*UPDATE* On Thursday, August 25th, California’s Senate Appropriations committee votes on Assembly Bill 376, a bill that would effectively ban the possession, sale, and trade of shark fins in the state.  California controls an estimated 85 percent of the shark fin trade in the U.S., so this legislation is critical. If passed, California would become the most prominent US state to show its support for shark conservation, after similar legislation passed in Hawaii, Washington, and Oregon.

AB 376 already passed the State Assembly by a vote of 65-8, with bipartisan support. But now its fate lies in the Senate.

“Finning” is the process by which sharks are hauled on deck, their fins are sliced off, and the maimed sharks are usually tossed overboard to drown or bleed to death since shark fins are considered much more valuable than shark meat. Every year fins from up to 73 million sharks are used for shark fin soup, an Asian delicacy that can fetch up to $100 USD per bowl. Currently, an estimated 1/3 of pelagic (open ocean) shark species are threatened with extinction.  As sharks play a vital role in the oceans, their depletion would cause irreparable damage to marine ecosystems.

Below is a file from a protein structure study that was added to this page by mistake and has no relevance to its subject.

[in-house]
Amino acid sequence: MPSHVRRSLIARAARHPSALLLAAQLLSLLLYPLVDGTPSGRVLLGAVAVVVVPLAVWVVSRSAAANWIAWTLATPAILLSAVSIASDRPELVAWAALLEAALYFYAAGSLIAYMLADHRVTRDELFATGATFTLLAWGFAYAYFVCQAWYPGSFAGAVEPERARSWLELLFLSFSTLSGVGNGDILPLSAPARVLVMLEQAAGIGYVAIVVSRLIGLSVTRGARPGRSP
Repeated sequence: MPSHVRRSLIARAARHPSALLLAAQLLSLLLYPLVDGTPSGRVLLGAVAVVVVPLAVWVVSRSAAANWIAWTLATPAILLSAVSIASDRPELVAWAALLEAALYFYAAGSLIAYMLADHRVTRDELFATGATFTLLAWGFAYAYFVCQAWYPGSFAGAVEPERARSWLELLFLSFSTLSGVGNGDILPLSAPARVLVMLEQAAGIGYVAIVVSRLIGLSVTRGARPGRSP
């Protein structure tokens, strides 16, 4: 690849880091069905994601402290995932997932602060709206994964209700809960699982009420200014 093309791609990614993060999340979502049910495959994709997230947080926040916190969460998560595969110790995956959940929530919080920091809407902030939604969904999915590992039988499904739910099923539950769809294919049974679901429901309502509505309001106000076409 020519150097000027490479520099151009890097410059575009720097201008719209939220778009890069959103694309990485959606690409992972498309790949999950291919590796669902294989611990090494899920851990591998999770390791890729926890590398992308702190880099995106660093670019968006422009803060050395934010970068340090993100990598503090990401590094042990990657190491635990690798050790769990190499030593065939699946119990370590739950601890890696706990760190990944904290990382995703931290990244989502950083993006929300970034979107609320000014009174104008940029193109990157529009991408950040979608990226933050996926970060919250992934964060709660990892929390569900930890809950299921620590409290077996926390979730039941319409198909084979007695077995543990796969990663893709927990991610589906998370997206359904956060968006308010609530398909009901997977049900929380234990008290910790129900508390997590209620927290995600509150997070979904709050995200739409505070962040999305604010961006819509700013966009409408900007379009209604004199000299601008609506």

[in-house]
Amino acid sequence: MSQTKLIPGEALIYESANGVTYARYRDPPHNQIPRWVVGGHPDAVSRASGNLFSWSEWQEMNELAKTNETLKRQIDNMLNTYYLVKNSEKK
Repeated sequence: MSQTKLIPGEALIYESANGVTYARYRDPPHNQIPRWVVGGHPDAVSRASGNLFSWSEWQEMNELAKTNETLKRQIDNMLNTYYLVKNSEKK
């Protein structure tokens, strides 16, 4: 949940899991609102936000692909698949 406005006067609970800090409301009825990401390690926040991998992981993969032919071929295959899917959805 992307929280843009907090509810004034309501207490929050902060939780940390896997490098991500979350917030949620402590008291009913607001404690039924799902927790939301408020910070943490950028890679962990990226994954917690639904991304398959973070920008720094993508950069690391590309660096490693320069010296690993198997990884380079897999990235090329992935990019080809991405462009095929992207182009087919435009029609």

More than a dozen organizations support the ban including The Asian Pacific American (APA) Ocean Harmony Alliance, WildAid, the Natural Resources Defense Council, the Humane Society of the United States, and the Monterey Bay Aquarium.

What can you do to lend your support?

If You Live in California:

Use this tool to find your state Senator. Call him or her TODAY to say, “I am a constituent and urge your support of A.B. 376 to prohibit the sale of shark fins in California.”  Your call will make a difference.